Regulatory Changes of N-Acetylgalactosamine Terminal Sugar in Early Mouse Embryonic Paraxial Mesenchyme
The development of vertebrae is a complex phenomenon that is correlated with distinct morphological and biochemical alterations in the paraxial mesenchyme and glycoconjugates. The purpose of this study is to investigate the glycosylation pattern in paraxial mesenchyme-forming vertebrae by using the lectin histochemical technique.
Materials and Methods:
In this descriptive-analytic study, B4G fixed paraffin sections of 9 to 15 day Balb/c mouse embryos were processed for histochemical studies using seven different HRP-labelled lectins: Glycin max (SBA), Maclura pomifera (MPA), Wistaria floribunda (WFA), Vicia villosa (VVA) which all of them are specific for N-acetylgalactosamine (GalNAc), Ulex europius (UEA1, binds to α-L-fucose), wheat germ agglutinin (WGA, binds to sialic acid), and Griffonia simplicifolia (GSA1-B4, binds to galactose terminal sugars). The sections were observed separately by three examiners who were blinded to the lectins. Grading was done according to the intensity of the tested lectins’ reactions with the specimen, from negative (-) to severe (+++). Data was analysed with SPSS software (version 11.5) and the non-parametric Kruskal Wallis test; p<0.05 was considered significant.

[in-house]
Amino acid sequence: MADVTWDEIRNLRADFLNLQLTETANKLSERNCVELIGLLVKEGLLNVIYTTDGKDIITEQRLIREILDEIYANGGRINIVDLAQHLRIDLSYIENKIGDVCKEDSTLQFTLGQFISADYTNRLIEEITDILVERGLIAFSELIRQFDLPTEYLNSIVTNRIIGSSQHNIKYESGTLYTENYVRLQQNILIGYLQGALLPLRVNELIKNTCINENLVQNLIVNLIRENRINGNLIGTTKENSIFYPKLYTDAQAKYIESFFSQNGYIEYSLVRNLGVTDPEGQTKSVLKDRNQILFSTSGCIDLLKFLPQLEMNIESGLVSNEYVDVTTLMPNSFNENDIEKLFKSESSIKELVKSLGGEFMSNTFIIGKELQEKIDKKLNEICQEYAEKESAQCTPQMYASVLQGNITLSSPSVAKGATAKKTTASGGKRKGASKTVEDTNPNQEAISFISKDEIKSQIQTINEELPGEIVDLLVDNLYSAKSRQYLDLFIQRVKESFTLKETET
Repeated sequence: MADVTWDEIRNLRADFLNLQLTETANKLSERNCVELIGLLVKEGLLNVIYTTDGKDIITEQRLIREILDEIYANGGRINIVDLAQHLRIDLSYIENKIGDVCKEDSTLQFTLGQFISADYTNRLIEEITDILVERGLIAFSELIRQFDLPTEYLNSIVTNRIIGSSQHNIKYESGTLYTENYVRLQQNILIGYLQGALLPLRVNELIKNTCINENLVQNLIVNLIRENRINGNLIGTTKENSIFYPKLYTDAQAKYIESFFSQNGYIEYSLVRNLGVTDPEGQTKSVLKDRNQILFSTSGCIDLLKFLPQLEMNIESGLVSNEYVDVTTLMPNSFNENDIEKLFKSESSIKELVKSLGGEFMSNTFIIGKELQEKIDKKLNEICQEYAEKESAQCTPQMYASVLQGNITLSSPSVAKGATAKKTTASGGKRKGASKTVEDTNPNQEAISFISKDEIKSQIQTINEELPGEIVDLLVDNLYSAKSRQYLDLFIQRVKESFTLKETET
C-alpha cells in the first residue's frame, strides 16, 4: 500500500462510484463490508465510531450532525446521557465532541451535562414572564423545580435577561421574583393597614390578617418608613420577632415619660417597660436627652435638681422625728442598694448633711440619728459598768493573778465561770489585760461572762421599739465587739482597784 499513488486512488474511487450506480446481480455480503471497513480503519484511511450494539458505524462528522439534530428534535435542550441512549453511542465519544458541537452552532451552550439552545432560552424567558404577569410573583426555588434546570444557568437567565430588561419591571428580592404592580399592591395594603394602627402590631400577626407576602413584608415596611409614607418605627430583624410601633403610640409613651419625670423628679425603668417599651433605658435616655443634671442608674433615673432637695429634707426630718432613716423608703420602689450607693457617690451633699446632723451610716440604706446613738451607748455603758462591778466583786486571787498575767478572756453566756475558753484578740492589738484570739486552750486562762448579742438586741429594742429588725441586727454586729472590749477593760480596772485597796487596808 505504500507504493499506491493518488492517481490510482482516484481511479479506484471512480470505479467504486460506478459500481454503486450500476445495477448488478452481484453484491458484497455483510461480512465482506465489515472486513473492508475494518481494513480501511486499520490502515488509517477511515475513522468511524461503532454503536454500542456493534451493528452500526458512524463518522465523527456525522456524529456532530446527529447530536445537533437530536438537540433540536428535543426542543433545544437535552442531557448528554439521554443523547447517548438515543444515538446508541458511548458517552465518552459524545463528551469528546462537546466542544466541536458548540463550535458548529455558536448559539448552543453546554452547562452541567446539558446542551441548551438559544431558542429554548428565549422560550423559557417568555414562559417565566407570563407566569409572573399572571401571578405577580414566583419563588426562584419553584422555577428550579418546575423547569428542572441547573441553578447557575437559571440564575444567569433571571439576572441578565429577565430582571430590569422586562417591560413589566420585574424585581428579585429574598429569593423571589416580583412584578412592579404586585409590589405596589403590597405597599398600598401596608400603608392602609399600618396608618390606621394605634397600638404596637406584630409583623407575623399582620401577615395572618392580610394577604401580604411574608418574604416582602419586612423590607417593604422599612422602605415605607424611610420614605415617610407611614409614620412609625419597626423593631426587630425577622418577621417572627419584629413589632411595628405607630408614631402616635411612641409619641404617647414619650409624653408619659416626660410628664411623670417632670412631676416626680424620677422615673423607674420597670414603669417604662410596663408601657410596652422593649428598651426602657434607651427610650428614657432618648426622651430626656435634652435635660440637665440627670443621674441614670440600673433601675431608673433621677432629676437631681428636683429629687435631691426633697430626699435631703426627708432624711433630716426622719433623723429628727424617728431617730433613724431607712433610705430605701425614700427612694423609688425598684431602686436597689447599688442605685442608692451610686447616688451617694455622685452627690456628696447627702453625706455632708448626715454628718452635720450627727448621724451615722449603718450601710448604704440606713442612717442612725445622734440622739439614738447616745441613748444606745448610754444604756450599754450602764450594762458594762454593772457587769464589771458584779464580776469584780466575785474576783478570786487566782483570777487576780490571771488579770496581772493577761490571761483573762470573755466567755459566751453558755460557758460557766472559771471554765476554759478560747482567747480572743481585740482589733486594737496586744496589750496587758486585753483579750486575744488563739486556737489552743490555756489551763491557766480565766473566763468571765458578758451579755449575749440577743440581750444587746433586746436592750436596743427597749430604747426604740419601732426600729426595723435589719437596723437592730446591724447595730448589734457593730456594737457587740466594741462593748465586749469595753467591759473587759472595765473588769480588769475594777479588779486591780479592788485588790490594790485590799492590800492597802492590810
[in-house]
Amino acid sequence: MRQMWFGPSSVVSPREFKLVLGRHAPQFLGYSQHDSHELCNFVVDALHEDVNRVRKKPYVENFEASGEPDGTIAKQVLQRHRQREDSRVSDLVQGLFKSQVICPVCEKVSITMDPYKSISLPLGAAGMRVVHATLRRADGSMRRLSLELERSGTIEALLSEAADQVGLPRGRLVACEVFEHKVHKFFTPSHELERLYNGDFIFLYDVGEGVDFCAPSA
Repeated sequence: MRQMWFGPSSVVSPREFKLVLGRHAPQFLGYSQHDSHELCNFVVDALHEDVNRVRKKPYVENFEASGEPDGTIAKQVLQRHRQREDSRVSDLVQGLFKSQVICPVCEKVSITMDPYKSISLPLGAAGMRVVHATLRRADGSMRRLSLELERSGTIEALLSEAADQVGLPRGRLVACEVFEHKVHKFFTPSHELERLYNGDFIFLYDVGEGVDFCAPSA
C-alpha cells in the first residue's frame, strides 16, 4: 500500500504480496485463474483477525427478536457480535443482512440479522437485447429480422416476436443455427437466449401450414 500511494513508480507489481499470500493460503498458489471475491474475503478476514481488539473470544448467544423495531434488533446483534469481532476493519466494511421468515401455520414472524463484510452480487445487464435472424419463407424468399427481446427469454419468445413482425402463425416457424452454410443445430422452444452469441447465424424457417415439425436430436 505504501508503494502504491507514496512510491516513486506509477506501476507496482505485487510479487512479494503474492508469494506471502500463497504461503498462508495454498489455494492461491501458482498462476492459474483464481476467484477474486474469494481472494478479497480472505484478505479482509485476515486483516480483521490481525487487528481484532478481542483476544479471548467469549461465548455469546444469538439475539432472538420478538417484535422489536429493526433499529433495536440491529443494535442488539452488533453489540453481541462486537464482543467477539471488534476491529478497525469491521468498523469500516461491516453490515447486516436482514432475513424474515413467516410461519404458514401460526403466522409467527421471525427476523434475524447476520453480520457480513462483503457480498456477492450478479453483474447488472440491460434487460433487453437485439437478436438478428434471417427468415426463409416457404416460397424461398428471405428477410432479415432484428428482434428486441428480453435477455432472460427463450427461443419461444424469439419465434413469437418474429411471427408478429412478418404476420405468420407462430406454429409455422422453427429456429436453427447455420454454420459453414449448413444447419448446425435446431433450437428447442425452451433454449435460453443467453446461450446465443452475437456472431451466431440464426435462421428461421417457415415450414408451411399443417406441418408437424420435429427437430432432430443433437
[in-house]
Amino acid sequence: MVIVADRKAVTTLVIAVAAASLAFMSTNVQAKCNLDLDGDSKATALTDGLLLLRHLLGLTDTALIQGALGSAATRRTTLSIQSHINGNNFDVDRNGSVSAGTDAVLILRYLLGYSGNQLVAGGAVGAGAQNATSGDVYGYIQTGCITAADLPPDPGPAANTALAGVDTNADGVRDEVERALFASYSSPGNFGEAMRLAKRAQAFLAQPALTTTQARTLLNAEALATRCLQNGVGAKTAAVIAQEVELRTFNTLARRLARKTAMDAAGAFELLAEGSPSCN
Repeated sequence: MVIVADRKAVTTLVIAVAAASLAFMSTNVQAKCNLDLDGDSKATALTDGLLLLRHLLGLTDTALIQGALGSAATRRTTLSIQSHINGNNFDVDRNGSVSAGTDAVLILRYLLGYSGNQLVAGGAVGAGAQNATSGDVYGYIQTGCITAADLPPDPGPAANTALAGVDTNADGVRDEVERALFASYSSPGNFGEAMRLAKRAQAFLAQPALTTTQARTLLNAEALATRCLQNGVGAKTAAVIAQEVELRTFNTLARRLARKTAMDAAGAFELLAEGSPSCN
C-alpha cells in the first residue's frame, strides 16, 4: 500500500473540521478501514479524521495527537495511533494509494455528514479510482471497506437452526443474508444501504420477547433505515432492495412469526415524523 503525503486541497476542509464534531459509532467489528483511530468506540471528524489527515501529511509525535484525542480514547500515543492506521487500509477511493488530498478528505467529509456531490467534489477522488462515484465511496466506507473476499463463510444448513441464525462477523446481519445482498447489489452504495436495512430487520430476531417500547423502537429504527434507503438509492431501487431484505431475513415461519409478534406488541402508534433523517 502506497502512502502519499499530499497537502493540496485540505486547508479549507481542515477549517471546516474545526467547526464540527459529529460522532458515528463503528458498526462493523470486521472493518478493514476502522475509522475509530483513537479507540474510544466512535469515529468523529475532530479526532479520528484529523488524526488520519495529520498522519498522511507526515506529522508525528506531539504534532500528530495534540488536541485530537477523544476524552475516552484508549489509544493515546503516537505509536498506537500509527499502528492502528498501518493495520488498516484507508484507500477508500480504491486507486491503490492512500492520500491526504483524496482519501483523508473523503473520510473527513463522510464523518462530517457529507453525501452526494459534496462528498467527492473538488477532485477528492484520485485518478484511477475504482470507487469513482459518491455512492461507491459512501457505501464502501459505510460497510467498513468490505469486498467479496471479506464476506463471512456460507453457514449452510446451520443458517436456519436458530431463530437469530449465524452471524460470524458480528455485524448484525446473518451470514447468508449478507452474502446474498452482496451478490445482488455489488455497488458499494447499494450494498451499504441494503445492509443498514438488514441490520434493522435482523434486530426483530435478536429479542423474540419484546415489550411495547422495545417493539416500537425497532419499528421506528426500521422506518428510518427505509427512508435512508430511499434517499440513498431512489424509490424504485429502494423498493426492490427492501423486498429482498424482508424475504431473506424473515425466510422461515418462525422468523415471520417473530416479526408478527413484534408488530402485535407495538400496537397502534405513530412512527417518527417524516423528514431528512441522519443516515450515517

Our findings showed that among the tested lectins, only GalNAc residue sensitive lectins showed regulated changes in paraxial mesenchyme. Reactions of WFA and MPA lectins with paraxial mesenchyme were severe on GD9. Reactions of WFA continued to GD15 constantly, while MPA reactions continued strongly to GD12, significantly decreased thereafter (p<0.001), and then disappeared. VVA and SBA bindings initiated weakly on GD10 and continued to GD12 without changing. These reactions increased significantly (p<0.001) thereafter, became severe to GD14, and later disappeared. The other tested lectins did not reveal regulated changes.
According to these findings it can be concluded that only the GalNAc terminal sugar showed temporally regulated changes during the early embryonic development of vertebrae in mice. Therefore it most likely plays a key role (s) in the development of vertebrae, especially in the conversion of mesenchymal cells into chondroblasts. The other tested terminal sugars may have no role in this phenomenon.